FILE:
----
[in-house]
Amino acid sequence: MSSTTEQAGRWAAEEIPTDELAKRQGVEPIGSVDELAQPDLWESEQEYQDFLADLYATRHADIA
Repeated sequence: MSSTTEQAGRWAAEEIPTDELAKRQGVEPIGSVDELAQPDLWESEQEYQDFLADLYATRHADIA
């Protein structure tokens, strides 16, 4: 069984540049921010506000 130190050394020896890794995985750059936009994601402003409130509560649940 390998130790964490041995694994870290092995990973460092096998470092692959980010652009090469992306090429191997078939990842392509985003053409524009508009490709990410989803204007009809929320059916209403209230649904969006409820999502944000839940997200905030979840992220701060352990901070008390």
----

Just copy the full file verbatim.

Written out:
[in-house]
Amino acid sequence: MSSTTEQAGRWAAEEIPTDELAKRQGVEPIGSVDELAQPDLWESEQEYQDFLADLYATRHADIA
Repeated sequence: MSSTTEQAGRWAAEEIPTDELAKRQGVEPIGSVDELAQPDLWESEQEYQDFLADLYATRHADIA
């Protein structure tokens, strides 16, 4: 069984540049921010506000 130190050394020896890794995985750059936009994601402003409130509560649940 390998130790964490041995694994870290092995990973460092096998470092692959980010652009090469992306090429191997078939990842392509985003053409524009508009490709990410989803204007009809929320059916209403209230649904969006409820999502944000839940997200905030979840992220701060352990901070008390």